5 expert-backed tips for hand washing your clothes
Knowing how to hand wash clothes is a skill that will not only come in handy right now—when many people are unable to get out to laundromats—but once you realize how easy it is, it just might become a part of your normal routine. Plus, think of all the quarters you could save!
Sure, most of us are living in leggings, sweats, and comfy T-shirts while we’re in quarantine, but in to avoid spreading coronavirus (COVID-19), the CDC recommends changing out of your “outdoor” clothing as soon as you enter your home and advises that you immediately put them in the laundry.
So, between that and the fact that we should still be washing our leggings, sweats, and comfy tees to keep them fresh and hygienic, the laundry pile is bound to grow. What makes it even more difficult to keep up is if you don’t have a washer and dryer in your home or apartment. That’s where the art of hand washing comes in.
To stay diligent, safe, and of course clean, we tapped experts for their top tips on how to hand wash clothes at home—and no, it’s not just for delicates. Hand washing is easy and effective, and a great way to increase the longevity of your clothing by preserving its fibers, which is a major win right now.
The best way to hand wash clothing:
What you’ll need:
- High-quality liquid detergent (if washing delicates, make sure to use a detergent that’s formulated for those);
- Sink, bucket big enough for the garment(s) to be washed, and/or bathtub;
- Clean towel(s) for removing excess water;
- Hangers, flat surface that’s waterproof like a kitchen or bathroom countertop, and/or drying rack.
1Sort your items.
Gwen Whiting and Lindsey Boyd, co-founders of The Laundress tell us that to hand wash clothes, you should begin by sorting the laundry by color, fabric, and construction. “For instance, if you have a large pile of white cotton garments, you can wash them all together in the tub. For smaller loads, save time and water by opting for the sink or a washbasin. In general, it’s easier and less daunting to keep up with the laundry by washing a small load every day or every other day to avoid it from piling up,” they say.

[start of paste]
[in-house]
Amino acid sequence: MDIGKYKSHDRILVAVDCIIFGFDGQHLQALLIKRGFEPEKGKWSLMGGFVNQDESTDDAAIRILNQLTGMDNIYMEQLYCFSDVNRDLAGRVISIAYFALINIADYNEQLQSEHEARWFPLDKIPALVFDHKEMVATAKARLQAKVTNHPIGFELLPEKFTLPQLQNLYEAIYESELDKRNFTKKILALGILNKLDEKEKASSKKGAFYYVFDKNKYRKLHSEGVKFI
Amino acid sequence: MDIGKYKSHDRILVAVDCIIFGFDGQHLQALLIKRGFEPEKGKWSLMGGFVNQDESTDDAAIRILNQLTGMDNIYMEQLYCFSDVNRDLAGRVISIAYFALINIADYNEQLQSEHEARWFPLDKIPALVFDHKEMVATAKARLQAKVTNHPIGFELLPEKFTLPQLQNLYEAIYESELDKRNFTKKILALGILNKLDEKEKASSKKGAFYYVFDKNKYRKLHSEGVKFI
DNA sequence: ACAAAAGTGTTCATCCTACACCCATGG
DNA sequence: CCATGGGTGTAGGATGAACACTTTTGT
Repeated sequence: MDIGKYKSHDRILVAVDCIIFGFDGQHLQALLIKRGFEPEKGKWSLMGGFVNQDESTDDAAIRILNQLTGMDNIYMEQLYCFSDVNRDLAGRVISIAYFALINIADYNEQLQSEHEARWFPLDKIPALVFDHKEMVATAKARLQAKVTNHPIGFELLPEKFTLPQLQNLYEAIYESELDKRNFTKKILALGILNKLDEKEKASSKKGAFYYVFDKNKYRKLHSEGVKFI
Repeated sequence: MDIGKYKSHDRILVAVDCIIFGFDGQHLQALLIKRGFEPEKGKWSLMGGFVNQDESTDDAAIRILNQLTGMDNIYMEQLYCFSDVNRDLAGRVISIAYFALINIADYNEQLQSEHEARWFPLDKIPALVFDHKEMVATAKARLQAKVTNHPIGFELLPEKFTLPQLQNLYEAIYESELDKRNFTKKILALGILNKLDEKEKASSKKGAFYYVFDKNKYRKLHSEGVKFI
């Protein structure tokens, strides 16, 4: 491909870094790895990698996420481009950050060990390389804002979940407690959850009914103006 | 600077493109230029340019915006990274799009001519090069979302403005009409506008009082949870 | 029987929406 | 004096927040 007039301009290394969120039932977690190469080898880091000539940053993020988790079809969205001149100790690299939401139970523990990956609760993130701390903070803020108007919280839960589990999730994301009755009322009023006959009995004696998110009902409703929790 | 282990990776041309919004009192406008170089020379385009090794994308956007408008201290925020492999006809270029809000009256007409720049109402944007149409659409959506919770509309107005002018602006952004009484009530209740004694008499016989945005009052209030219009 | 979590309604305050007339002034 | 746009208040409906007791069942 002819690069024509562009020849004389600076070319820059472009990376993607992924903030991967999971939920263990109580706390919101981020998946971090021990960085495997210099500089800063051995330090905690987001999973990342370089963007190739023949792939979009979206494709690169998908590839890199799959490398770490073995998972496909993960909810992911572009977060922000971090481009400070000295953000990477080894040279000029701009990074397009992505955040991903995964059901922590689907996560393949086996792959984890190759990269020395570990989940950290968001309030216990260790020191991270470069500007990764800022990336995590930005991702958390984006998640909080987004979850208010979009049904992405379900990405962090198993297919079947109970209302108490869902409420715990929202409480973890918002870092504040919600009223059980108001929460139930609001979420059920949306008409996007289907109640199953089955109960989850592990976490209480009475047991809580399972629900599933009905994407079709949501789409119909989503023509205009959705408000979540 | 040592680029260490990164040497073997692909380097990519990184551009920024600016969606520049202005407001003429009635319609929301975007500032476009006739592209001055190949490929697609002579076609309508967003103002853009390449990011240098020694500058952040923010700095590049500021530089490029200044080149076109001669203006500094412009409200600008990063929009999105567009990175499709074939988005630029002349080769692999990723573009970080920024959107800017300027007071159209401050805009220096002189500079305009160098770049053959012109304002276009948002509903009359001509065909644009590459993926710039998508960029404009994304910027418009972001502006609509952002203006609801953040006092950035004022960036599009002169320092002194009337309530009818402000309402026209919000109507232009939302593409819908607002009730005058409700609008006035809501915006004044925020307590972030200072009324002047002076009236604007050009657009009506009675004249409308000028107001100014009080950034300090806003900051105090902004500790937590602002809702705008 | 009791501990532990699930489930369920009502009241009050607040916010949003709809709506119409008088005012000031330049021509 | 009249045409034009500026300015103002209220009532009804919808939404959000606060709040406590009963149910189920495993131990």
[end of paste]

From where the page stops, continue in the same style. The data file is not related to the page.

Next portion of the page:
2Remove or pre-treat stains.
Just like you would with a normal wash, treat soiled clothing by gently rubbing out stains before putting them in with the rest of your clothes. You can either do this with a specific stain remover solution or a dab of extra detergent. Simply work the stain-remover into the affected area with your finger or stain brush, then soak the item in cool water for up to 30 minutes.
3Fill the tub and mix in the detergent.
Mary Johnson, a principal scientist for Tide and Downy, says that the safest thing to do right now is to fill your basin with the warmest water that’s allowed by the garment’s care label. Ideally, this should be at least 80°F, which is considered “warm” water. This recommendation comes per the CDC, which states that the best way to sanitize clothes from coronavirus is to “launder items using the warmest appropriate water setting for the items and dry items completely.”
Note that if you’re just doing a load of delicates, silk, synthetics (like polyester and acetate), lace, fine knits, chiffon, velvet, polyester, and other lightweight fabrics, it’s best to keep the water cool. This will help prevent the fibers from shrinking and the colors from fading.
As you fill the basin, add the correct amount of detergent (small, delicate loads usually call for one small cap-full, while larger loads with heavier materials may need more). Then, stir the water so the detergent is completely dissolved.
4Allow clothing to soak.
Once the detergent has dissolved in the water, add your clothes and let them soak for 20 to 30 minutes. According to Johnson, once the clothing is done soaking, you can agitate it (by swishing around with your hands or a wooden spoon) for about three minutes to dislodge any remaining dirt.
Katie Brown, the owner of Rytina Fine Cleaners in Sacramento, CA, says rinsing is key. “Be sure that your garments are thoroughly rinsed as soap residue can damage fibers,” she explains.
If you’re using a sink to do your washing, run cool water over the item while squeezing gently until the suds are removed. If using a bucket, you should dump out the wash water, rinse with clear water, and add cool water to the bucket. Then, gently agitate garment in water until it stops lathering. You may need to repeat this step to remove all suds.
When complete, be careful not to wring the fabrics! Instead, softly press the water out of your item between your hands or against the sink.
5Hang or lay flat to dry
While you always want to air dry delicates so that they don’t lose their shape, a lot of our regular, everyday clothing materials are heavier and therefore take longer to fully dry out. Johnson says you can hang these items to drip dry, just do so away from a sunny window to avoid fabric fading.
Additionally, one pro tip from the co-founders of The Laundress is to roll out excess water. On its website they say: “To dry delicate clothes as quickly as possible, place the item on top of a towel, making sure it’s flat and in its original shape then roll up the item in the towel (like a sleeping bag) to remove excess water. For faster drying or more heavy fabric, use more than one towel and repeat several times.”
Once your items are fully dry, they’ll be clean and ready to re-wear.